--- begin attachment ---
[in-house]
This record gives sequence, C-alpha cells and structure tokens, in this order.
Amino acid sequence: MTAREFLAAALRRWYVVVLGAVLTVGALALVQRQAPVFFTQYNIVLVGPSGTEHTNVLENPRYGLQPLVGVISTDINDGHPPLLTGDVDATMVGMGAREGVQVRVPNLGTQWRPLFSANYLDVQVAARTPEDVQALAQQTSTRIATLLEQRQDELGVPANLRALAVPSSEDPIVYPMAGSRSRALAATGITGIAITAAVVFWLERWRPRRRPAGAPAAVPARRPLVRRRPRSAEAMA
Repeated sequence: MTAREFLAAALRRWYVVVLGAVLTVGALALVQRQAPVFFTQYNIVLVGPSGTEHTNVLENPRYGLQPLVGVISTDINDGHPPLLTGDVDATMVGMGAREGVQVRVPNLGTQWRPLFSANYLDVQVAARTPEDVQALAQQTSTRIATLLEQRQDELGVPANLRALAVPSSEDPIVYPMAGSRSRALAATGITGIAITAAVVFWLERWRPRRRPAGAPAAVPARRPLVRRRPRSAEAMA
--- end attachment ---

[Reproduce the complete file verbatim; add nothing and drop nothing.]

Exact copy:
[in-house]
This record gives sequence, C-alpha cells and structure tokens, in this order.
Amino acid sequence: MTAREFLAAALRRWYVVVLGAVLTVGALALVQRQAPVFFTQYNIVLVGPSGTEHTNVLENPRYGLQPLVGVISTDINDGHPPLLTGDVDATMVGMGAREGVQVRVPNLGTQWRPLFSANYLDVQVAARTPEDVQALAQQTSTRIATLLEQRQDELGVPANLRALAVPSSEDPIVYPMAGSRSRALAATGITGIAITAAVVFWLERWRPRRRPAGAPAAVPARRPLVRRRPRSAEAMA
Repeated sequence: MTAREFLAAALRRWYVVVLGAVLTVGALALVQRQAPVFFTQYNIVLVGPSGTEHTNVLENPRYGLQPLVGVISTDINDGHPPLLTGDVDATMVGMGAREGVQVRVPNLGTQWRPLFSANYLDVQVAARTPEDVQALAQQTSTRIATLLEQRQDELGVPANLRALAVPSSEDPIVYPMAGSRSRALAATGITGIAITAAVVFWLERWRPRRRPAGAPAAVPARRPLVRRRPRSAEAMA